“You won’t be seeing me for a while. I have to leave and go out of town for a job interview. I’ll be back in a few days,” she said and made an assuring smile.
I slowed in disappointment. After a few moments, I answered softly, “Promise that you’ll come back to me.”
We walked closer to her car as she nodded and said, “I will.” Cindy stepped in and added, “Good-night, Larry.”
“Dream sweet dreams, Cindy,” I replied and she drove off for a few days.
A heavy cloud of rain floated over my head. Thunder rolled and lightning struck every tear of my heart.
I decided to go see Matt. Perhaps his video games could comfort me for a while.
The walk to his home was a long way; not to mention very dangerous too.
I’ve always brought a gun with me, but I let Matt borrow it for the past week. I’m very easy prey: broken hearted, defenseless, and oh so vulnerable.
Nonetheless, I reached his Matt’s home quickly and knocked on his door. There was no need to knock, his door was always unlocked. “Open!” he yelled, probably from the living room.
I opened and peered inside. “Matt? It’s me, Larry, from the toy store!” Again there was no point in calling anyway. He wasn’t going to answer until you’re right in front of him. I strolled to the living room and saw him playing video games.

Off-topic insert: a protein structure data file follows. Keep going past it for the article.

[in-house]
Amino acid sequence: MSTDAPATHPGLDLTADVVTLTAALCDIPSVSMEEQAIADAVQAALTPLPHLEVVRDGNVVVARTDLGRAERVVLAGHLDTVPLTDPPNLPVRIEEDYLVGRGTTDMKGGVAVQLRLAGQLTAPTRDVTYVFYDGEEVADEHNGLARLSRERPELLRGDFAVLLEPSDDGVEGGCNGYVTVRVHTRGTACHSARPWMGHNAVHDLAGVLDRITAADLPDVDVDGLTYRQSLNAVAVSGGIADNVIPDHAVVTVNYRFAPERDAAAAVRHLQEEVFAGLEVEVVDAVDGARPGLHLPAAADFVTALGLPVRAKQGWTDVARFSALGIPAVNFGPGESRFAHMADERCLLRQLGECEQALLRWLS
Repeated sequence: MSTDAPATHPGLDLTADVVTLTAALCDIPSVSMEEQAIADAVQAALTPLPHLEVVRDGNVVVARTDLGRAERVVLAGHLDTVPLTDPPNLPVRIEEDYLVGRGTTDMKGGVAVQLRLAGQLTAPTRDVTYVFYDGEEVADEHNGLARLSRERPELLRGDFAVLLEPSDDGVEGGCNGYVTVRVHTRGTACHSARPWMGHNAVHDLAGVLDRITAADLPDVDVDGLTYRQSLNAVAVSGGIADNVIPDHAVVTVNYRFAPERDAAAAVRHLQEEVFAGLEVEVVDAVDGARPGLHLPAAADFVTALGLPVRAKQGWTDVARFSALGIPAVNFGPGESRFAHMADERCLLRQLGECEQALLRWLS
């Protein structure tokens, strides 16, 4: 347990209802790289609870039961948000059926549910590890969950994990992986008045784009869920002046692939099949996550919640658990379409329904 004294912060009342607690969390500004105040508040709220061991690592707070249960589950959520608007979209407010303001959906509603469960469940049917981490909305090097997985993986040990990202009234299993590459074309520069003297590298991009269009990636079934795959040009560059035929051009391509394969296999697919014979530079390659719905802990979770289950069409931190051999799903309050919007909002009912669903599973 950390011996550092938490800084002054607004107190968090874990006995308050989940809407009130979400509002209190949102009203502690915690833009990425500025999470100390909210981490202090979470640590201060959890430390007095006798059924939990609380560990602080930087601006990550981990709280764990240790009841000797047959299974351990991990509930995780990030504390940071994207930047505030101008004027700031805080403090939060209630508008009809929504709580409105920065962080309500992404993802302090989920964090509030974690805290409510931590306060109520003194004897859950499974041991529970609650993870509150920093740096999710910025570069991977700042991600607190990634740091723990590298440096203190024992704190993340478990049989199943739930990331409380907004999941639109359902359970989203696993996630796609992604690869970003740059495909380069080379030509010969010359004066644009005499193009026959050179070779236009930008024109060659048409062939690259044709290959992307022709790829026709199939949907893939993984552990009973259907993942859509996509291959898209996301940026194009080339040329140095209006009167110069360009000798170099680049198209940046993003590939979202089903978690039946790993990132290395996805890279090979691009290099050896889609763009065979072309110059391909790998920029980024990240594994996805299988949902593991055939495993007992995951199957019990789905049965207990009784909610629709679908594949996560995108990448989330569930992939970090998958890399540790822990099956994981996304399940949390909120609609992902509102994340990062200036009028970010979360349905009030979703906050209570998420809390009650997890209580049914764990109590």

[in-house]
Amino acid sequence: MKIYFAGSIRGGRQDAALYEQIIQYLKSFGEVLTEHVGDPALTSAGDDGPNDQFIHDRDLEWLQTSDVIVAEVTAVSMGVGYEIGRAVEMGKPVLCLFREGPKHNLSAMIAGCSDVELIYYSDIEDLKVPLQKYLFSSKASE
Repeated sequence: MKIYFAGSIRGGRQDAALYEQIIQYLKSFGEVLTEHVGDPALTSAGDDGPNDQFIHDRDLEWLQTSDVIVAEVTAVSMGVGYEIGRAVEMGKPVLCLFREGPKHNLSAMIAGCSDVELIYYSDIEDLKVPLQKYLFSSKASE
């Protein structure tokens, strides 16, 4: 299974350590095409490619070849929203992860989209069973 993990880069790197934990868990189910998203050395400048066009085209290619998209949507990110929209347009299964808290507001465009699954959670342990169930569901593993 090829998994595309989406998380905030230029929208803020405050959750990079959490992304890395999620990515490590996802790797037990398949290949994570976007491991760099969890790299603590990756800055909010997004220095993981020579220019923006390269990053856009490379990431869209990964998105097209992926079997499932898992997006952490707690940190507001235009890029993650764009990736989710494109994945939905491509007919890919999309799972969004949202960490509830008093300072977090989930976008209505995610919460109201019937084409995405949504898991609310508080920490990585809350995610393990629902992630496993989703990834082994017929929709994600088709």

“Larry!” he paused his game, “came back for your gun? I was gonna give it to you yesterday, but somehow, I forgot.”
“Yeah, I came for my gun and to play.” Matt looked about confused and I told him everything; from start to the point when Cindy went out of town.
Although, he sounded like he didn’t get the picture, he let me stay anyway and we played his games. I lost every round, battle, and race. It still didn’t take my mind off of Cindy.
Around twelve maybe, I decided to leave for home. We stopped out game and I reminded Matt about my gun. He gave it to me and stuffed something into my shirt pocket. “A pocket knife, dude,” he said. “You’re gonna need it when you kill yourself later.” I looked at him in pretend horror. “Just kiddin’. Gotcha there. Nah, I just want you to take it and have it. . . .for later.”
And with that, I left for home. I walked looking down, depressed as I was. But when I looked up, I saw a bar with a sign that says, ‘Newly Opened.’ Somehow the sign got my attention. Unknowingly, I walked inside and took a look around. I sat in an empty bar stool and ordered some beer. I drank it, and ordered another one. On my fifth beer—I wasn’t drunk though—I was deciding whether I should leave or not.